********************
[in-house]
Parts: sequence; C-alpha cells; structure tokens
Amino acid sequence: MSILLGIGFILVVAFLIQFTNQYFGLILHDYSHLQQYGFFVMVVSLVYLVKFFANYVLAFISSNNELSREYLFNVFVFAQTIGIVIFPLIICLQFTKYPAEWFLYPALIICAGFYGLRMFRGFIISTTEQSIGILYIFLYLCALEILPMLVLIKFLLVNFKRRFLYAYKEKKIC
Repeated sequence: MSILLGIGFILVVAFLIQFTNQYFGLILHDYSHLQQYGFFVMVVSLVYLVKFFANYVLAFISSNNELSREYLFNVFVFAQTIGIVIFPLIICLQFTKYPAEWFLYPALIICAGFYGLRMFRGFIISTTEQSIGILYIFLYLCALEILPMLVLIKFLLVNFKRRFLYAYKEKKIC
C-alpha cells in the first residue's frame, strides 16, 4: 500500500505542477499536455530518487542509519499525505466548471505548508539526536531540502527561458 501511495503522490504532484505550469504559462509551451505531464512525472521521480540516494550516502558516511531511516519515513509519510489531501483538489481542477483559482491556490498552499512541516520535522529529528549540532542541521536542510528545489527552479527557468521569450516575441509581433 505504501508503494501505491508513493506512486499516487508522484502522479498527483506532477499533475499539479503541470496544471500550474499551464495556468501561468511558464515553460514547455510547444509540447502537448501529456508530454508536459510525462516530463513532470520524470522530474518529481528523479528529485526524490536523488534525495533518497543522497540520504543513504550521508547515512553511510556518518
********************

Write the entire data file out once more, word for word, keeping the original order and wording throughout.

[in-house]
Parts: sequence; C-alpha cells; structure tokens
Amino acid sequence: MSILLGIGFILVVAFLIQFTNQYFGLILHDYSHLQQYGFFVMVVSLVYLVKFFANYVLAFISSNNELSREYLFNVFVFAQTIGIVIFPLIICLQFTKYPAEWFLYPALIICAGFYGLRMFRGFIISTTEQSIGILYIFLYLCALEILPMLVLIKFLLVNFKRRFLYAYKEKKIC
Repeated sequence: MSILLGIGFILVVAFLIQFTNQYFGLILHDYSHLQQYGFFVMVVSLVYLVKFFANYVLAFISSNNELSREYLFNVFVFAQTIGIVIFPLIICLQFTKYPAEWFLYPALIICAGFYGLRMFRGFIISTTEQSIGILYIFLYLCALEILPMLVLIKFLLVNFKRRFLYAYKEKKIC
C-alpha cells in the first residue's frame, strides 16, 4: 500500500505542477499536455530518487542509519499525505466548471505548508539526536531540502527561458 501511495503522490504532484505550469504559462509551451505531464512525472521521480540516494550516502558516511531511516519515513509519510489531501483538489481542477483559482491556490498552499512541516520535522529529528549540532542541521536542510528545489527552479527557468521569450516575441509581433 505504501508503494501505491508513493506512486499516487508522484502522479498527483506532477499533475499539479503541470496544471500550474499551464495556468501561468511558464515553460514547455510547444509540447502537448501529456508530454508536459510525462516530463513532470520524470522530474518529481528523479528529485526524490536523488534525495533518497543522497540520504543513504550521508547515512553511510556518518